As outlined by the Grattan Institute, ATAR is an imperfect indicator of success at university. There is some correlation between ATAR and completion, but this further reinforces why we need programs like HEPPP to better target support for students who need it. Uncapping sub-bachelor places would help better prepare students for university, and is a better alternative than denying them access altogether.
While university is not for everyone, each and every individual might be right for university, and no policy or structures should arbitrarily deny any individual that chance, irrespective of social economic status or background. The system must support informed choice, supportive structures to assist completion and multiple entry points. Well informed and supported individuals will then make wise choices.
We welcome greater scrutiny on universities to ensure that our graduates are adequately equipped with skills for their working lifetimes. Work is already underway to improve transparency and we have embraced that.
The notion that this significant change in policy should be adopted due to budget constraints is flawed. Firstly, for every student that does complete they will earn an additional $1m to $1.4m over their working life, a significant proportion of which will flow back into government coffers via taxes. The focus must be completion, not exclusion. To reduce the number of people with tertiary skills is contrary to the bold ambitions of the National Innovation and Science Agenda. Suggesting that the savings should instead be invested in TAFE is ludicrous.
The sincere concerns about budget repair were missing when the Go8 called for more research funding, greater tax breaks for companies which work with universities, and tax relief to investors purchasing new shares in these companies. Seemingly, only disadvantaged students should be paying the price of budget repair.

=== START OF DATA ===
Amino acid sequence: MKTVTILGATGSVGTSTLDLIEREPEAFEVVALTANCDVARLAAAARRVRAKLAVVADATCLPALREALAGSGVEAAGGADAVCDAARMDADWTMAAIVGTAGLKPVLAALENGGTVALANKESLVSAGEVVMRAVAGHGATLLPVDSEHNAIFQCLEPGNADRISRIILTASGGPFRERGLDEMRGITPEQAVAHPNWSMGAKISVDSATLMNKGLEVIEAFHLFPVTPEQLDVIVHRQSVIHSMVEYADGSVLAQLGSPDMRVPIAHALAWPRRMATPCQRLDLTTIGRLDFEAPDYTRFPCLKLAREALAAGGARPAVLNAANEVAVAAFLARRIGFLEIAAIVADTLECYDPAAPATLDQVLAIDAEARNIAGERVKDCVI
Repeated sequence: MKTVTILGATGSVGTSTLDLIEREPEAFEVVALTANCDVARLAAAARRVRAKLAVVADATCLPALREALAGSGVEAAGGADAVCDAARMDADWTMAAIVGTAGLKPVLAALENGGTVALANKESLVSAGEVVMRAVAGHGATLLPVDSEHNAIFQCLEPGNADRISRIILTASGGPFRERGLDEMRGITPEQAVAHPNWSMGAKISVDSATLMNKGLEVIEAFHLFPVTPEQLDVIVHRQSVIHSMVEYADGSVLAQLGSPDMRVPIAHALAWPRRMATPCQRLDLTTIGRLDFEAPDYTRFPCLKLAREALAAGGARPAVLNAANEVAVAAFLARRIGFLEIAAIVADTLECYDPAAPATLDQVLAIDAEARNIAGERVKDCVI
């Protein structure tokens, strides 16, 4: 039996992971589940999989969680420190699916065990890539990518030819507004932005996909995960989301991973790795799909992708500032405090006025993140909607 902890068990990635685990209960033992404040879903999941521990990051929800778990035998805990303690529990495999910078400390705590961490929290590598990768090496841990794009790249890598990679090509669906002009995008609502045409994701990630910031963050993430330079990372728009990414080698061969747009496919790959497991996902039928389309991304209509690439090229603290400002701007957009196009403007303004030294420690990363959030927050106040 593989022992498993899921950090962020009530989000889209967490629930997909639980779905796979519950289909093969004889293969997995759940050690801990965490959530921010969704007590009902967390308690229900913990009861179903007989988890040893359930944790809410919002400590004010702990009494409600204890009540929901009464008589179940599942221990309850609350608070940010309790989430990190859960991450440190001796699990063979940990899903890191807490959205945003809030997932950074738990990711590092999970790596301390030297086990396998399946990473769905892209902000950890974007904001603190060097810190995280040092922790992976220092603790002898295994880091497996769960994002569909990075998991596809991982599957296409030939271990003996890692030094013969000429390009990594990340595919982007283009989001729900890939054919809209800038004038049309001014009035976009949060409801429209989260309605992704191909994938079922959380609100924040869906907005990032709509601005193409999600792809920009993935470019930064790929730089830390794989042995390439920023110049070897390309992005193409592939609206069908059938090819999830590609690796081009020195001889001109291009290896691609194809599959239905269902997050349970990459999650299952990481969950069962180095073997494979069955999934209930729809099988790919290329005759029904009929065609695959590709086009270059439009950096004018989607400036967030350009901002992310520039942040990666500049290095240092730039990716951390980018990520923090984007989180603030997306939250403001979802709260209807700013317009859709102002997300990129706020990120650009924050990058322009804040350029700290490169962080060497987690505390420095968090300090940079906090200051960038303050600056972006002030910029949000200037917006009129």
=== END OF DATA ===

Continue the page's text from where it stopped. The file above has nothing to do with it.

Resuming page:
At the core of the ATN’s mission is to provide every Australian the opportunity to pursue a world-class university education regardless of their social or economic background, ethnicity, gender or postcode. All universities signed up for the Keep it Clever policy developed by Universities Australia that embraced the demand driven system. It is in the best interest of our nation in the longer term.
A quick fix solution will not solve the problem. It is only with time that we will see the full impact of the demand driven system, noting that targets to achieve 20 per cent of low SES students attending university were set to be achieved by 2020.
Universities have the power to transform lives, open up new opportunities and empower people with the knowledge and skills to contribute positively to their community. A sustainable, accessible, and affordable higher education system is crucial in building an innovative nation. If we go back to a system where bureaucrats and elite institutions decide who gets a university education, Australia will suffer.
Source: The Australian
Author: Renee Hindmarsh